If a cannabis product does NOT have a COA, do not purchase it. Assume the product is contaminated with toxins in the absence of a lab report.

What is decarboxylation?...

Decarboxylation describes the heating process used to convert CBD-A (naturally occurring cannabinoid on hemp) to CBD (the well-studied, often-consumed cannabinoid). This process can either occur by smoking dried cannabis or from ingesting finished products where the heating process was performed by the manufacturer. Heat from the lit cannabis cigarette breaks this acid bond and causes the cannabis consumer to inhale CBD recently converted from CBD-A. Decarboxylation also applied to THC-A (cannabinoid that forms on a cannabis plant) converting to THC (the compound that results in a “marijuana high” feeling) as well as all other carboxylic cannabinoid acids.

What is the safety profile of these cannabinoids?...

Few studies investigating the safety profiles of CBD-A and CBG-A have been published. The Centers for Disease Control and Prevention databases do not reveal any cannabis-related deaths from acute overdose or chronic use. There is no known lethal dose of any naturally-occurring cannabinoids. This anecdotal safety profile is often cited as a reason to believe there are no safety risks associated with any plant based cannabinoids, including CBD-A and CBG-A.

NOTE: Synthetic cannabinoids bind to the same cannabinoid receptors (CB1) as Delta-9-THC, but with stronger affinity and potency. These manufactured cannabinoids are molecularly dissimilar to plant-based cannabinoids and can result in death from overdose.

Can these cannabinoids cause a psychoactive high?...

No. Raw, carboxylated cannabinoids that are found on growing cannabis plants do not cause a psychoactive high. Tetrahydrocannabinol acids (delta-9-THC-A, and delta-8-THC-A) must be heated sufficiently to break the acid bond and create a psychoactive compound.

What else do we know about CBD-A?...

CBD-A occurs on the cannabis plant. Its precursor is CBG-A. CBG-A can also convert to THC-A, CBC-A, and CBG (the more stable, non-acid form of CBG-A). This cannabinoid chemical conversion occurs on the cannabis plant itself, as the plant matures, as a result of heat and light exposure.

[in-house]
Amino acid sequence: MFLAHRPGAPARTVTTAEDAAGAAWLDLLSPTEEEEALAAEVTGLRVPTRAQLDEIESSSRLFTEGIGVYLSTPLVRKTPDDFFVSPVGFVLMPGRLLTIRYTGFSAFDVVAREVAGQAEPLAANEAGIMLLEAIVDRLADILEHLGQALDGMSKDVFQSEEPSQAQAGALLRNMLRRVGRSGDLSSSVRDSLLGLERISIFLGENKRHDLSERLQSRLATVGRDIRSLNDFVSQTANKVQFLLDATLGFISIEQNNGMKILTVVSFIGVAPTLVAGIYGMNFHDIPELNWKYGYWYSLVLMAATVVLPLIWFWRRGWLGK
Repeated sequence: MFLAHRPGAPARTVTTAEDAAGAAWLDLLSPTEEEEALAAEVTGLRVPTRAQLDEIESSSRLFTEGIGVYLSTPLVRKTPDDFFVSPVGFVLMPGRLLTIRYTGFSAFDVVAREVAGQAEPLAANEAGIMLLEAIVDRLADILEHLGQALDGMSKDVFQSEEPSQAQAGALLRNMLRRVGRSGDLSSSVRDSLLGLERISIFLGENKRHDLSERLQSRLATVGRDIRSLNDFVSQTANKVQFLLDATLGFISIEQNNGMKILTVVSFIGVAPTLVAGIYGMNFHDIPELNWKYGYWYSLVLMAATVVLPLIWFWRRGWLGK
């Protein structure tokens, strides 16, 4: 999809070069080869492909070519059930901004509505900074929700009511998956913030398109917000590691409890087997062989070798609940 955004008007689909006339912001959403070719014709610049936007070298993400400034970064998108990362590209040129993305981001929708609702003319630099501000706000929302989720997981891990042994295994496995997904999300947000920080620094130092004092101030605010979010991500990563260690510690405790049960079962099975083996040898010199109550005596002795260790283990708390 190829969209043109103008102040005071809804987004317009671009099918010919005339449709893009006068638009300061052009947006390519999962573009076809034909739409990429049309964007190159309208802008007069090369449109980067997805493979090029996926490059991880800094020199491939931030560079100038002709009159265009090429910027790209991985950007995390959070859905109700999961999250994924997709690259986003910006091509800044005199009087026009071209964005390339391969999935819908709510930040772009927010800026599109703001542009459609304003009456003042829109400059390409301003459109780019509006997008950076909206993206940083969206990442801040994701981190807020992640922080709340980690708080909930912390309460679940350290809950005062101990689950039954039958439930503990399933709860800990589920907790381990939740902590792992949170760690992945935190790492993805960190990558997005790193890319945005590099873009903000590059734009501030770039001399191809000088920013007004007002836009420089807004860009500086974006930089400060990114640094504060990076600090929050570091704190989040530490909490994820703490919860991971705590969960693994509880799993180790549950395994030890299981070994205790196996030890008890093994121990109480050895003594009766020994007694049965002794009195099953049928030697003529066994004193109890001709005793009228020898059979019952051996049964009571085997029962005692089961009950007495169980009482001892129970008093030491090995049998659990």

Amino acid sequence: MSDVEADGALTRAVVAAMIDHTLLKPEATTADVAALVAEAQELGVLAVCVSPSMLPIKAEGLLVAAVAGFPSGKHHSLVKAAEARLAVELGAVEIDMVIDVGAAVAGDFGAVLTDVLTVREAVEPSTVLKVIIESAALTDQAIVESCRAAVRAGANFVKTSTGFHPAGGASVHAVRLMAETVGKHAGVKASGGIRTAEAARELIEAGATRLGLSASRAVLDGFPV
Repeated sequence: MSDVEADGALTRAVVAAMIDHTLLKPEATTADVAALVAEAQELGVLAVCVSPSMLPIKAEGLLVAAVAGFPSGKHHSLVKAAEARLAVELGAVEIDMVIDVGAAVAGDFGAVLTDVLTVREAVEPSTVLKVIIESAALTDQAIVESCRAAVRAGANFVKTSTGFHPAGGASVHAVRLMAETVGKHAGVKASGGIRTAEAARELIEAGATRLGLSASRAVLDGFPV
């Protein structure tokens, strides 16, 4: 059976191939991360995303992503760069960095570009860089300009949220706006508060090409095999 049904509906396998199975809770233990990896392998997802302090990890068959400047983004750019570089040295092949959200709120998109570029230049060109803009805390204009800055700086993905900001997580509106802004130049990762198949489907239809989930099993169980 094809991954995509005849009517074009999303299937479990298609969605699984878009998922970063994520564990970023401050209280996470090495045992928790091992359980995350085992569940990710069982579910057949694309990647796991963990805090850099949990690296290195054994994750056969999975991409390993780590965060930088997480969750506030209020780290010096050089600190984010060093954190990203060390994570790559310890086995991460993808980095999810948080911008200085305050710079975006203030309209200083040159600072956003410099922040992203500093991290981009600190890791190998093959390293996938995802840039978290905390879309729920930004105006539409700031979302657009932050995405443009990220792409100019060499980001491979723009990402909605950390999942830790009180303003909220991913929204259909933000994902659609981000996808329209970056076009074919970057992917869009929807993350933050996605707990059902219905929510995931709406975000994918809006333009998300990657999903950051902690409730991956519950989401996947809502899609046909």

CBD-A as it develops on the cannabis plant is unstable molecularly due to sensitivity to light, heat, and time. Most CBD products on the market today have only trace amounts of CBD-A. The most common cannabinoid extraction methods, alcohol and CO2, create high temperatures that convert almost all CBD-A to CBD. However, chemists have devised a way of extracting CBD-A from the plant and storing large quantities of CBD-A isolate.

CBD-A studies show the compound may have some of the following characteristics when ingested. To read more about each of these findings, please refer to this Realm of Caring article:

  • Anti-inflammation

  • Anti-hyperalgesia

  • Anti-nausea (Antiemetic)

  • Anti-seizure (anticonvulsant)

  • Anti-anxiety

To read more information about CBD-A, refer to this Italian study:

The recent study showing how CBD-A and CBG-A bind to SARS-CoV-2 spike proteins, and prevent infection, has created a new demand for cannabis products. While we do not yet know what doses of these cannabinoids are needed to provide virus protection, their excellent safety profiles will encourage people to seek products rich in CBD-A and CBG-A. We anticipate the cannabis market will respond quickly, and options for ingesting such products will become available in the coming weeks.